The easiest way to avoid issues is to treat all interactions as on the record.
I blogged about a related topic before: http://www.christophsblog.com/good-ideas-just-happen-after-scheduled-events/
I’d also recommend avoiding b-roll that shows you walking away from the camera. One never knows how this might be worked into a story.
My ground rule has always been…I’ll walk toward the camera if you’re that desperate for b-roll…but I have a personal practice of avoiding having my back shot as I walk away.
I’m amazed people allow the network news magazines to do this to them all the time.
Brad, At my former agency, us media trainers would tell the story of the CEO who had just completed the interview and when asked by the reporter about his relocation, he mentions that he loves the city but his wife is not adjusting well to her new home. The reporter, in his story, mentions that the CEO may not be long for the job here, because his wife is homesick.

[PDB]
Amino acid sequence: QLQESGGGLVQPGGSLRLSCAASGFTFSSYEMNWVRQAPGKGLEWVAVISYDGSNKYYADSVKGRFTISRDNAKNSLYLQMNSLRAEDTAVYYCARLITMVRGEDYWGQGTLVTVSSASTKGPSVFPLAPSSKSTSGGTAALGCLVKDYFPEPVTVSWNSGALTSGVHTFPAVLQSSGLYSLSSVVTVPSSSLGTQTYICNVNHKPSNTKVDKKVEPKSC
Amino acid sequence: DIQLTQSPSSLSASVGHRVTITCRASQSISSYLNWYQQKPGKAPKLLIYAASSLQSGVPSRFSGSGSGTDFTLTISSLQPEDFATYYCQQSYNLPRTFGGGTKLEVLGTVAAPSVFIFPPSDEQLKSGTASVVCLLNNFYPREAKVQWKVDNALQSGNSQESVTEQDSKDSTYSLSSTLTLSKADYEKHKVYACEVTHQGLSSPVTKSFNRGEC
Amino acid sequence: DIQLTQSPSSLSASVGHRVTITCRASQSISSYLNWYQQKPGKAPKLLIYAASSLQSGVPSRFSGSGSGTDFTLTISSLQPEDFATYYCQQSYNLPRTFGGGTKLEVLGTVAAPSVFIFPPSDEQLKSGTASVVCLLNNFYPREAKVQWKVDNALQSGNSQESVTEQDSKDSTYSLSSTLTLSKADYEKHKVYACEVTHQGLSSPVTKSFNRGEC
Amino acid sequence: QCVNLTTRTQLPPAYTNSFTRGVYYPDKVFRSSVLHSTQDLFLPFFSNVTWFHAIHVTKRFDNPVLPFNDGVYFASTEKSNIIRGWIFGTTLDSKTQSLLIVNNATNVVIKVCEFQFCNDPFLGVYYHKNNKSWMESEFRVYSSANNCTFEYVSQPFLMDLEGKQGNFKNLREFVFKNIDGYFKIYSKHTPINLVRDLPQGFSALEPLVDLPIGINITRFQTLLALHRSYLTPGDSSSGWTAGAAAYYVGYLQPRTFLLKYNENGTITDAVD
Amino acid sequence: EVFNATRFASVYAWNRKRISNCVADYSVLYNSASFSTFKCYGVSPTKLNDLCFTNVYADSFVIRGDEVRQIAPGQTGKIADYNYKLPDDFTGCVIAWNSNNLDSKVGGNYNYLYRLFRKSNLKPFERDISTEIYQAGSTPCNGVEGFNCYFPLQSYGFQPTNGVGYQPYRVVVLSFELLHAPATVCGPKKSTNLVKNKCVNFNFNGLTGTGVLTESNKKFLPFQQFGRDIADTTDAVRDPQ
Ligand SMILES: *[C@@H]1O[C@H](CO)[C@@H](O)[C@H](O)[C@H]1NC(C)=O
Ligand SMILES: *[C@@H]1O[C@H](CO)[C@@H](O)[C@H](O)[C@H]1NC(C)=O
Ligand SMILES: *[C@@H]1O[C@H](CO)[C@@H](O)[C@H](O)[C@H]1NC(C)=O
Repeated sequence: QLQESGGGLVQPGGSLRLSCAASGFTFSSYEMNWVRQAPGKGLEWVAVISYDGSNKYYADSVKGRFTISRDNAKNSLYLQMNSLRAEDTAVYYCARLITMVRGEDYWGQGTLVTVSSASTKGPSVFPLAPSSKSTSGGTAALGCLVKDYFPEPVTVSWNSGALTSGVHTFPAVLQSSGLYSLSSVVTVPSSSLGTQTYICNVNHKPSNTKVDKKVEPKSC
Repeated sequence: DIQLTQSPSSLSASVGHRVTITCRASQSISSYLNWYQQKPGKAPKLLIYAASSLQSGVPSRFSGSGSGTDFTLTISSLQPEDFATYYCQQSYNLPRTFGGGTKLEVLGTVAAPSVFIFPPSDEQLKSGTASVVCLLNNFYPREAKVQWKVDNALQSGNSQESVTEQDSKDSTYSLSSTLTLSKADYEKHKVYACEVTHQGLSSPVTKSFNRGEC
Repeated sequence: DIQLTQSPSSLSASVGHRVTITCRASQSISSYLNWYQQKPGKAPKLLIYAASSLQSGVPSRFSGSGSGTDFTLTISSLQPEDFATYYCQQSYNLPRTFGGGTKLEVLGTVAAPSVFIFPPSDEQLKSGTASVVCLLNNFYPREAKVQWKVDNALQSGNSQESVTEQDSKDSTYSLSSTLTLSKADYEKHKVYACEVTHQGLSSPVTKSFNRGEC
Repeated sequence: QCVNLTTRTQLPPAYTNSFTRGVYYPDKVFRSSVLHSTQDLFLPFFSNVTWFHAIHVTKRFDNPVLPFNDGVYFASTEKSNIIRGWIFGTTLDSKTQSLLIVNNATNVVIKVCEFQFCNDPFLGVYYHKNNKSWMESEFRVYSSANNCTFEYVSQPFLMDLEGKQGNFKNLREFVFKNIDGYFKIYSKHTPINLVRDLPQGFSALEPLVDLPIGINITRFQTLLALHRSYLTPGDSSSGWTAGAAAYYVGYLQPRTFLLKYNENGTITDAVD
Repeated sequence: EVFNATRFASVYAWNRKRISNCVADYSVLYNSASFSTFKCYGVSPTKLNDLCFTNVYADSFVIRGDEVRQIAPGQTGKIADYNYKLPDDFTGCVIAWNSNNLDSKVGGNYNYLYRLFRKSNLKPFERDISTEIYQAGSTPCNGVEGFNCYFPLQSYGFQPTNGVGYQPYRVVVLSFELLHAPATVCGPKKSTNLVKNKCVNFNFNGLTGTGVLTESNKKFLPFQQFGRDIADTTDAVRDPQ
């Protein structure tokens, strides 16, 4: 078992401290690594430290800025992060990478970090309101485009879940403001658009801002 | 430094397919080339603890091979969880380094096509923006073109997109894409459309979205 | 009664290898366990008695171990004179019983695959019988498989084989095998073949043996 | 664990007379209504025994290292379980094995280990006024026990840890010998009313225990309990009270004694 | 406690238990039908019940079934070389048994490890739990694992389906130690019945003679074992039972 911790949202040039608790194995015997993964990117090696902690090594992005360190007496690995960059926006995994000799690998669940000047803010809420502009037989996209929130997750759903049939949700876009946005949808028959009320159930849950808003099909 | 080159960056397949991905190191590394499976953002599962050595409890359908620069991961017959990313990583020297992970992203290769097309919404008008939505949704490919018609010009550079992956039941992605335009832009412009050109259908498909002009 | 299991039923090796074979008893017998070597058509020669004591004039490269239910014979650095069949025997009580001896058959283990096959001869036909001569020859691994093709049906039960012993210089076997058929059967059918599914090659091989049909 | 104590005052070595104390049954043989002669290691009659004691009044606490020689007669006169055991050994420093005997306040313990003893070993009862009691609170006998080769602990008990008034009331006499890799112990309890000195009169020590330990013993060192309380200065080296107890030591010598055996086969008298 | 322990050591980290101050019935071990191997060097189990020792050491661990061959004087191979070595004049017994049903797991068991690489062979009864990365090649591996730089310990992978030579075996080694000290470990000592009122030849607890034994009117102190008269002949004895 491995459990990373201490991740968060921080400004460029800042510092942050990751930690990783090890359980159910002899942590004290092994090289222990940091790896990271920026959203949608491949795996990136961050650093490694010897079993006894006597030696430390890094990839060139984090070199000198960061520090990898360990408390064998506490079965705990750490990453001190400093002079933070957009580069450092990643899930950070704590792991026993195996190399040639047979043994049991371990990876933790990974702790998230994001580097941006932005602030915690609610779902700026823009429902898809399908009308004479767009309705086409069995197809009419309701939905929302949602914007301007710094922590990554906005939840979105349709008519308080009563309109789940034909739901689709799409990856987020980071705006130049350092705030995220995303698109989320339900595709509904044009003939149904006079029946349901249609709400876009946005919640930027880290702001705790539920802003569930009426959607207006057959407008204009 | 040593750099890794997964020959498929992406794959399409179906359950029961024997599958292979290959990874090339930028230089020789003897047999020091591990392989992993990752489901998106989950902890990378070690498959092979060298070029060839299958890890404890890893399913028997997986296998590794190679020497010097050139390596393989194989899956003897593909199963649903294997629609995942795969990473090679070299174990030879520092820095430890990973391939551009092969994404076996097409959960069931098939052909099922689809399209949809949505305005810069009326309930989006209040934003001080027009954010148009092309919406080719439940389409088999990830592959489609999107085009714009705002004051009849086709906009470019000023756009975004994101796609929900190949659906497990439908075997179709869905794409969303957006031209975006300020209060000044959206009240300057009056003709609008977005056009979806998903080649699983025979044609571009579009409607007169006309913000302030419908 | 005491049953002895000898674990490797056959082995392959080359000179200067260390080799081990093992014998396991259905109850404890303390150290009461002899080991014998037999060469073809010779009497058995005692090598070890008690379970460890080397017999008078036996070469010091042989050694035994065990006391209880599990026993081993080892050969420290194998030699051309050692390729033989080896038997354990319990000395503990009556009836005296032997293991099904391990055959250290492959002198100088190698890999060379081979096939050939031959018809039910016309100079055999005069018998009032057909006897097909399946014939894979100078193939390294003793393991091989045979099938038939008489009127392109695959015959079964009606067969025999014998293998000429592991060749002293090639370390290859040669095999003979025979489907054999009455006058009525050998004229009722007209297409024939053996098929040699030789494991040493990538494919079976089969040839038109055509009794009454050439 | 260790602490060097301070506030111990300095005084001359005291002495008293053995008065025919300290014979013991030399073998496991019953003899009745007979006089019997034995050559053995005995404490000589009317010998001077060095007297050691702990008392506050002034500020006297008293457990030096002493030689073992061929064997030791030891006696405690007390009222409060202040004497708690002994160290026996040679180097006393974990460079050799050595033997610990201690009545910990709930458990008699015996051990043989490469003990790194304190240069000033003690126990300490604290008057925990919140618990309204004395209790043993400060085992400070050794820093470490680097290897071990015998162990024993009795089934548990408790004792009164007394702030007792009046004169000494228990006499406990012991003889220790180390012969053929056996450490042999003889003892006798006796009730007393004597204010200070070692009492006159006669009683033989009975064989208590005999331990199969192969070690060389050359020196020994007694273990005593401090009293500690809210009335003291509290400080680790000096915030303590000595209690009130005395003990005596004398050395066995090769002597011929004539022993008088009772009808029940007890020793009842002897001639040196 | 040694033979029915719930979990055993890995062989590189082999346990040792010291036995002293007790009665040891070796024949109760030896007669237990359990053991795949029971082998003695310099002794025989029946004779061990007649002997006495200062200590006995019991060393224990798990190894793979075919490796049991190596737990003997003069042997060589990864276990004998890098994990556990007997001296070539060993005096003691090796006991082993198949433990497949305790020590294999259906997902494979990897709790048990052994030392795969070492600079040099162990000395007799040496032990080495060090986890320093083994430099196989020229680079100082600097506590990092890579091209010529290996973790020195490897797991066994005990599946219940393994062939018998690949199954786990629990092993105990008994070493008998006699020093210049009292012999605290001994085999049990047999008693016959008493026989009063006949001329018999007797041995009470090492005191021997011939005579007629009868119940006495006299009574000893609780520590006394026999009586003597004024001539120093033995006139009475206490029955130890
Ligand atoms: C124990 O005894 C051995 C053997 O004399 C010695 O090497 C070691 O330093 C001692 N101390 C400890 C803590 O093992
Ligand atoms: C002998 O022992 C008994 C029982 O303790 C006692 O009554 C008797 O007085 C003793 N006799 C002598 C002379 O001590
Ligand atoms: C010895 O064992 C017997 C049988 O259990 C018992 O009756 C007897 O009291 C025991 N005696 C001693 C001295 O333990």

Stay on message, don’t get personal, because what you say on the record remains there.
I’ve gotten burned in this situation… Live n’ learn? We chatted before the interview with the “on the record” and “off the record” segway. MOST honor it and you don’t even speak to the issue. If the reporter will need you for future copy they will certainly live by the unwritten deal, but unfriendly, gotcha, usually liberal, pinko, commie types (which s about 83% of the media) will always go for the slam and career opportunity. What I have found though, politics aside, if you are very, very witty, can make them laugh and hence make their rather dull mundane story a comedy bit, they will go softly on you. I guess in the aggregate the great, corrupt maya of Boston Maya Curley once said; “I don’t care what they write about me as long as they spell my name right.”